What does it means to be Pentecostal and Charismatic, and how do we discern if certain spiritual experiences are of God? Andrew Gabriel is the author of Simply Spirit-Filled: Experiencing God in the Presence and Power of the Holy Spirit (Emanate Books, 2019) and theology professor at Horizon College and Seminary in Saskatoon. He is an ordained minister with The Pentecostal Assemblies of Canada. He spoke to Faith Today about these questions and more.
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Faith Today: You are a Pentecostal-Charismatic theologian. What exactly does that mean?
Andrew Gabriel: The Pentecostal-Charismatic movement really started in the 20th century – many people would say with the Azuza Street revival in 1906. But it certainly goes back earlier than that with other similar revivals with Pentecostal-like experiences, like speaking in tongues, very exuberant worship and that kind of thing. Then eventually you have what’s known as the Charismatic movement that spreads into the mainline churches like the Anglican Church, the Methodist Church, the Presbyterian Church in the 1960s especially, and continues to grow even today.
Many people would try to distinguish these theologically or historically as I have just done, but a lot of academic scholars of history and theology would say there is so much overlap between this Pentecostal-Charismatic movement that you can put them together because they are all trying to emphasize the Spirit in theology, the Spirit in experience, the Spirit in life, and having real intense encounters of the Spirit sometimes. Not just saying the Spirit dwells in our hearts because we are Christian, but actually expecting to have something that is … tangible is not the right word, but something intense and really experiential.
I am trying to speak to anybody who would consider themselves Pentecostal and Charismatic, and trying to represent that.
FT: So a Charismatic person might not necessarily be a Pentecostal person, is that right? How does that work?
AG: Absolutely. There are some people who would say, "Well, I’m a Pentecostal and I’m definitely not a Charismatic." And there are others who would say, vice versa, "I’m a Charismatic, but don’t you dare call me a Pentecostal." There are others who scholars would actually say are part of the Pentecostal-Charismatic movement but wouldn’t be comfortable with either of those terms. Pentecostals maybe are known for perhaps emphasizing speaking in tongues a little bit more than Charismatics, and Charismatics, many would say, perhaps emphasize prophecy more than speaking in tongues. And there are others who maybe like both or neither but are still very much into wanting to emphasize that the Spirit still works today in dramatic and miraculous ways, like healing and maybe speaking in tongues and prophecies, but wouldn’t use the Pentecostal or Charismatic terms.
FT: Given that understanding, that the two overlap, how large is the Pentecostal-Charismatic community?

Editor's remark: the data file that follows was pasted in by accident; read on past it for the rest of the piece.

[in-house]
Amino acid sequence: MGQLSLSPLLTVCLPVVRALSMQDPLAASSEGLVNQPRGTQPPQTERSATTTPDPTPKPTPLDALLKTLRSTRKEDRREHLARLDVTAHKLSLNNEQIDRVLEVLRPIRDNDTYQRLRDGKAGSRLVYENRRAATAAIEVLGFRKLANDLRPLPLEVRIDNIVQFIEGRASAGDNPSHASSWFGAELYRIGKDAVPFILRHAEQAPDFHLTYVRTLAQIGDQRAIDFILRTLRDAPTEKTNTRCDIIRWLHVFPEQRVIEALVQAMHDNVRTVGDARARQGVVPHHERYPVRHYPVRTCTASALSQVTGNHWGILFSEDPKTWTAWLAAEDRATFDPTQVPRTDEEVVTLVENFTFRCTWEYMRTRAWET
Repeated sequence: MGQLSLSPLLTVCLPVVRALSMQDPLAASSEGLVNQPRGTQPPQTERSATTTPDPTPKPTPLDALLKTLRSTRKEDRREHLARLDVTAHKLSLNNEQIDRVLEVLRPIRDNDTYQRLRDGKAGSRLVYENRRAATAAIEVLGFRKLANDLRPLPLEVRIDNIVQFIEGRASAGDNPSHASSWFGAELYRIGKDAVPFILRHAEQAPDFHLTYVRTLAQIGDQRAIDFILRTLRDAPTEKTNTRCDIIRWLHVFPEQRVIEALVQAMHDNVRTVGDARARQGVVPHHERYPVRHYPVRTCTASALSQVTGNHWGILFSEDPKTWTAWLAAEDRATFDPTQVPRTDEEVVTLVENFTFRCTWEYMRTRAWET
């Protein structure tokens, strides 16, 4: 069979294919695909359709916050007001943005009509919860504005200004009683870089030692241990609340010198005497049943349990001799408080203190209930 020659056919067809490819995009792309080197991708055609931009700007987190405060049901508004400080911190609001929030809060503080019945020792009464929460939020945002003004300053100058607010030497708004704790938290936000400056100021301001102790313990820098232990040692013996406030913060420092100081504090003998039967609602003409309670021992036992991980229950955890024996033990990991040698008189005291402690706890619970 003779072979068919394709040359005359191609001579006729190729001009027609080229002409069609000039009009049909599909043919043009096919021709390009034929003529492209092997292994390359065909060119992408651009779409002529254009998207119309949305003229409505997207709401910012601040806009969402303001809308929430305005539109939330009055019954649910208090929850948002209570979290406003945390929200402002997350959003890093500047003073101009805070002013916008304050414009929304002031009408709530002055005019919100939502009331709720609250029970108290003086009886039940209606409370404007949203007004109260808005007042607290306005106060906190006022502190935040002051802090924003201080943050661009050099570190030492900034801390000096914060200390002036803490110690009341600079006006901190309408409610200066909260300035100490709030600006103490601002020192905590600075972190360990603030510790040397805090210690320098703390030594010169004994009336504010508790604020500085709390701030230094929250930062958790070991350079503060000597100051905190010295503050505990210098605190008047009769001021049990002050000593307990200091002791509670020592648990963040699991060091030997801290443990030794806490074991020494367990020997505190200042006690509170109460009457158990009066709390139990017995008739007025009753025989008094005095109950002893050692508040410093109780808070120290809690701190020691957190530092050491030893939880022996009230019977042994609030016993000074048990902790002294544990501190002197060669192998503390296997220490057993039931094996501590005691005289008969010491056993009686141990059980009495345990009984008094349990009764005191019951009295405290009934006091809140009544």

AG: In the world, the Pentecostal-Charismatic movement would typically be said to be around 600 million or more people, so that includes so-called classical Pentecostals, denominations like The Pentecostal Assemblies of Canada, Apostolic Church of Pentecost in Canada, Church of God and other groups like that, but it also includes the wider Charismatic movement like those in the Catholic Charismatic renewal, for example.
FT: You have a book coming out, Simply Spirit-Filled, which strikes us as a very accessible and comfortably written book that explains this part of Christianity. What are you trying to accomplish with it?
AG: I’m not just trying to reach Charismatics and Pentecostals. On the one hand, I am writing for people who are what I call in the book Spirit experience junkies. I would say I have been there myself. People who are all in to anything that has anything to do with the Spirit, whether authentic or not. They just want to be a part of it because they want to experience all that God has for them in the Holy Spirit – but sometimes lacking discernment, and not being willing to really test what is authentic and what isn’t.
And then on the other hand, I am also writing for those who are curious about the Holy Spirit, but they are very cautious, and maybe they are even skeptical perhaps because of their tradition, their upbringing. Or maybe they have been part of the Pentecostal-Charismatic movement, but they have been burned in some way and now they are skeptical of claims to experience the Holy Spirit.
I’m trying to encourage these groups to, on the one hand, be open to real, authentic experiences of the Spirit, because you know the Spirit was upon Jesus – we read that numerous times throughout the Gospels. In Luke 4 we read, "The Spirit of the Lord was upon me." We all think Jesus was wonderful, and the Spirit was very much involved in His life.
I want people to be open to the Spirit, but at the same time to be testing, discerning, thoughtful in their experiences of the Spirit. 1 Thessalonians says to test everything, but to hold fast to what is good. In trying to do that, in trying to reach that aim to help people be open and yet discerning, I also want people to realize the Spirit is not just involved in the dramatic, in the miraculous, in extraordinary things, because sometimes, and this is especially true of Pentecostals and Charismatics, they can think the Spirit is only involved if somebody is speaking in tongues, or shaking or crying or something very intense.